13 Years ago this week I dressed my then four-year-old in his little school shorts, put on his new school top and fleece and walked him to his first day at school. As I choked back the tears I waved him off as he joined the line of children about to embark on life’s school journey. I can still remember it with absolute clarity. He seemed so vulnerable going off to join the big wide world and didn’t seem ready, but he took it totally in his stride which he has done his entire life.
Somewhere between all the parents evenings, school reports, nativity plays, permission slips, sewing in name tags, packed lunches, grazed knees and eternal late night ‘is my games kit ready for tomorrow’ questions I find myself facing the fact that he’s in his final year and thinking about moving on, going into the big wide world again. I know from experience that this year will hurtle by faster than I can mainline a Dairy Milk at the end of a stressful day, so I decided to begin the leaving home training.
For many years I’ve regularly drip fed my children the ‘don’t ever take out a pay day loan’ advice, along with other regular ‘mom always says’ points about making good choices and not following the crumbs to the gingerbread house. But this training was more basic, a few survival recipes and how to use the washing machine was a good place to start. I’ve mentioned a few times that it was high time he started doing his own washing but this time I made a point of standing him in front of the machine and identifying what the big white thing with the circle on the front was.
‘The clothes go in here with a bit of washing powder, the water swishes round then you take them out and hang them up’
I won’t lie, I didn’t think he would actually implement the extensive training but I was delighted to see he not only did his washing but hung it all up. It was a monumental moment, I nearly cried!
There’s something else he’s managed to achieve without any training at all though, and that’s noticing things. This may not be a big deal in your world but it’s a big deal in mine, and recently, in one week, he noticed three things. My dear husband Orkney Beef has many qualities, but noticing changes in my appearance is not one of them. Firstly, I recently had quite a drastic haircut. I’m now a regular morning swimmer (see The Struggle of a Wannabe Mermaid ) which meant for convenience the hair had to go. So I went from pretty long to pretty short. Orkney Beef didn’t notice, or if he did, he didn’t comment until I asked him specifically. I was then told that yes, of course, he’d noticed but I was clearly, fishing for compliments! Tech Support (my son) however said ‘nice hair mum’ as soon as he clapped eyes on me.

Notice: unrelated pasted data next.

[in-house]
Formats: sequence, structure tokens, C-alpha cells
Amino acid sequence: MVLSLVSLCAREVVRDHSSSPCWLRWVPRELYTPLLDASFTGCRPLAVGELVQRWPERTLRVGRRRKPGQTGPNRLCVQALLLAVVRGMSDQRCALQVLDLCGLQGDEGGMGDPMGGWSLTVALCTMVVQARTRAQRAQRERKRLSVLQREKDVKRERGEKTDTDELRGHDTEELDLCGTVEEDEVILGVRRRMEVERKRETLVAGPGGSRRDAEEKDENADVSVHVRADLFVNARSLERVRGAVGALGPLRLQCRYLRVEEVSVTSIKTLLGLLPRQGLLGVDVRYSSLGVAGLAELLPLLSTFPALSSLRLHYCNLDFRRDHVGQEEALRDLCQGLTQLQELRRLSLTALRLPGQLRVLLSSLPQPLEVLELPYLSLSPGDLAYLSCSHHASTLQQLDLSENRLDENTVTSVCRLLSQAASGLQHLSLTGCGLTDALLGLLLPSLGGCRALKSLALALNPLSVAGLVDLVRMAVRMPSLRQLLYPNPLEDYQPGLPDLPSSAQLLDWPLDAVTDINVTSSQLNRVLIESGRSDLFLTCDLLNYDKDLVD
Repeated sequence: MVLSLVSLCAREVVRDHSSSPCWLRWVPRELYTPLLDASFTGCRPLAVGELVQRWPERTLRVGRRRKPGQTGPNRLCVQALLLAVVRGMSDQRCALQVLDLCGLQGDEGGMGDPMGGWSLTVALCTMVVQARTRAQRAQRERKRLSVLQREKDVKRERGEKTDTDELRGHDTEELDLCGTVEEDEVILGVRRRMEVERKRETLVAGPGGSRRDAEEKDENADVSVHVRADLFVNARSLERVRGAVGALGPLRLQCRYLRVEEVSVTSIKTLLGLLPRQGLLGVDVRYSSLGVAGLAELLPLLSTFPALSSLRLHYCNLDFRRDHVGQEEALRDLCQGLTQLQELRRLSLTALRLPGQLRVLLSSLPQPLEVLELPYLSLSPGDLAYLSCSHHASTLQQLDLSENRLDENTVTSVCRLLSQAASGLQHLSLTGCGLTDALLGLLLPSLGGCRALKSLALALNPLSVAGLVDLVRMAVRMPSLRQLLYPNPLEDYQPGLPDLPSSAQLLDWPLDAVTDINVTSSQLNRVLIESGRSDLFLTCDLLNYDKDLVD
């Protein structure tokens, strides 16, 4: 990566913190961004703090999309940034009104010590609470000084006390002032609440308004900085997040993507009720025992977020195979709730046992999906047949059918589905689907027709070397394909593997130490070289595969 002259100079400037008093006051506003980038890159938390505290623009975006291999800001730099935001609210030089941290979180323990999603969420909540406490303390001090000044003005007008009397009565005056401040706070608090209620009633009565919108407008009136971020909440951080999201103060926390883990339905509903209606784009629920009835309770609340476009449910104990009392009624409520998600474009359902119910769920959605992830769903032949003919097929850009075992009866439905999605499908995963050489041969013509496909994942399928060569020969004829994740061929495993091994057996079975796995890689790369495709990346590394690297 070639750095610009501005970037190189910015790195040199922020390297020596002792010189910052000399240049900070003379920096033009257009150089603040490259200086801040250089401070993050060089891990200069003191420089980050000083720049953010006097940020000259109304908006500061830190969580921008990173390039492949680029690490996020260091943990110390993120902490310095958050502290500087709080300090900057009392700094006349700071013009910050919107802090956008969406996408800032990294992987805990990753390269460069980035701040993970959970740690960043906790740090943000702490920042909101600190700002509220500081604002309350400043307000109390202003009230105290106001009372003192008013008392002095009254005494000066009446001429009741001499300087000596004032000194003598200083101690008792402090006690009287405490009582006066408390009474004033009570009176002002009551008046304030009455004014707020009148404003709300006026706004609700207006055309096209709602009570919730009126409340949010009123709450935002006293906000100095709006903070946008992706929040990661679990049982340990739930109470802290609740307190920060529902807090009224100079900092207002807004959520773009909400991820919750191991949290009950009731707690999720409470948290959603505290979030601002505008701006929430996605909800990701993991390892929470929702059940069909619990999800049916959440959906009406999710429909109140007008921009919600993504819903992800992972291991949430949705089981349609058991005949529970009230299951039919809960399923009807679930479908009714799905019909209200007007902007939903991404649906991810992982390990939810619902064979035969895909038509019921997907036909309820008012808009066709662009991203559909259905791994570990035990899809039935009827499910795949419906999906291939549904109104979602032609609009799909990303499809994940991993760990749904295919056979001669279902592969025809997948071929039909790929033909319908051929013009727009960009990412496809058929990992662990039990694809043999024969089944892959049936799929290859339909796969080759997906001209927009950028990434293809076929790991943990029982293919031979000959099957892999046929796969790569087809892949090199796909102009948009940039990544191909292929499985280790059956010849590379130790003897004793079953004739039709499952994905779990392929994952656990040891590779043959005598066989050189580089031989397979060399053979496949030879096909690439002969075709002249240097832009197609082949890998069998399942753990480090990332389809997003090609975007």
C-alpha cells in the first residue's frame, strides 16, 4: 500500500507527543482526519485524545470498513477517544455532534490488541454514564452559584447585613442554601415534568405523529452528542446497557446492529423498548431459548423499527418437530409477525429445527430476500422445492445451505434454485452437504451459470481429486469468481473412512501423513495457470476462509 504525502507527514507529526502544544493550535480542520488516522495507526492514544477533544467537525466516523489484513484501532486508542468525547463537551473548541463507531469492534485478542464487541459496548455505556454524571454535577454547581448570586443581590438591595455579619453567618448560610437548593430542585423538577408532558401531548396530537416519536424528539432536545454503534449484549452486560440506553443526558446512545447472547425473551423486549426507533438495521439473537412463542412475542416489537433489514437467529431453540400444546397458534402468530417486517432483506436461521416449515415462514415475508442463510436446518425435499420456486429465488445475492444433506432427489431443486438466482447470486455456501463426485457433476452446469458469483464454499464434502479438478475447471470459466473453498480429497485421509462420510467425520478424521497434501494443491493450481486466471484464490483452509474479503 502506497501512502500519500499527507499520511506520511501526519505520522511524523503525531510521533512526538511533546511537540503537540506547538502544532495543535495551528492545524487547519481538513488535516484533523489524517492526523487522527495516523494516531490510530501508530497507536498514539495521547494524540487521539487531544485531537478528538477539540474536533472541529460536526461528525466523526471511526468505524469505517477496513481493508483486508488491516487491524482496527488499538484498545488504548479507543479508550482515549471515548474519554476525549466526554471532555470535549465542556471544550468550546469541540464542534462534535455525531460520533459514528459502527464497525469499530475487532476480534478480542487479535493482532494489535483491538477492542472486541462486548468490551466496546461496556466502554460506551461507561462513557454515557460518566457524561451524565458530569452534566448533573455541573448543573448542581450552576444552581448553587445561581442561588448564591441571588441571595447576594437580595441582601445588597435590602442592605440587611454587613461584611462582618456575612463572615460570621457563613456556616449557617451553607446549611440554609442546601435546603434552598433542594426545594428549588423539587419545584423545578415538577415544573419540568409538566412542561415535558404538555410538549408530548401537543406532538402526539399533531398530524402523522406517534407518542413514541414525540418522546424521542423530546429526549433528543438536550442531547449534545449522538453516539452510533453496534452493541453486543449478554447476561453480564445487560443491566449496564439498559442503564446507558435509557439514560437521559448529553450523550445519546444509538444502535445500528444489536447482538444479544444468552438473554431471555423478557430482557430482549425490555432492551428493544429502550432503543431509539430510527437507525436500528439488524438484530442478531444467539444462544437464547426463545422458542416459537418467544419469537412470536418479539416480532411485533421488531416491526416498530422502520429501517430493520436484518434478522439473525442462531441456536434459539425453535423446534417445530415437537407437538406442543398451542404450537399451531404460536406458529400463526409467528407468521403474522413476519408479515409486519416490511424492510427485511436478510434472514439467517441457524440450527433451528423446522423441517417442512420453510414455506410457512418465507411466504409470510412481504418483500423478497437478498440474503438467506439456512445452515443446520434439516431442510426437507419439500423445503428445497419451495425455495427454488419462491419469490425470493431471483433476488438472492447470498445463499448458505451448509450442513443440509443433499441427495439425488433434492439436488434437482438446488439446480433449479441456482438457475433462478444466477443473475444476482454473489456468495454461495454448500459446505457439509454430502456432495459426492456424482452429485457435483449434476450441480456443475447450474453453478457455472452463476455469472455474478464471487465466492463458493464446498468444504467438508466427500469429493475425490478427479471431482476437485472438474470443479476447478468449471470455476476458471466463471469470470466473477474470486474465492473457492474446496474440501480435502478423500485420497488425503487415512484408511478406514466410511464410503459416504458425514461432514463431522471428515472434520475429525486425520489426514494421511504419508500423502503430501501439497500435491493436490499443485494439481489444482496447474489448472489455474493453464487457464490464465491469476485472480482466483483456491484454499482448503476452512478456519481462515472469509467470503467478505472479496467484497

Secondly, I bought myself a dress. No great shakes in the grand scheme of things but it takes a LOT to get me in a dress, However, I love a good charity shop rummage and I found a really nice one. If it didn’t work out between us and I bottled it then it was only a couple of quid down the drain. So I bought the dress, got my brave on, and wore it. I was surprised at the number of comments I received from colleagues at work. Orkney Beef didn’t notice, while Tech Support took one look at me and said ‘nice dress mum!’
Lastly, I had another gorgeous charity shop find. It was a beautiful pink wool jacket with black buttons. It still had the new label on and the buttons were still wrapped. It had never been worn and I absolutely loved it, so I bought it. I must admit it was a little different from my usual coat choice but I didn’t care. I felt wonderful in it and that’s all that mattered. This time both the men in my life noticed. But their comments were poles apart. Orkney Beef took one look and said ‘what on earth are you wearing now?’ while Tech Support got in the car and said ‘nice coat mum’ as soon as he saw me. That boy will go far, but I think I’ve been training the wrong person. The one that needs the work on is perhaps the one that’s not fleeing the nest. 😉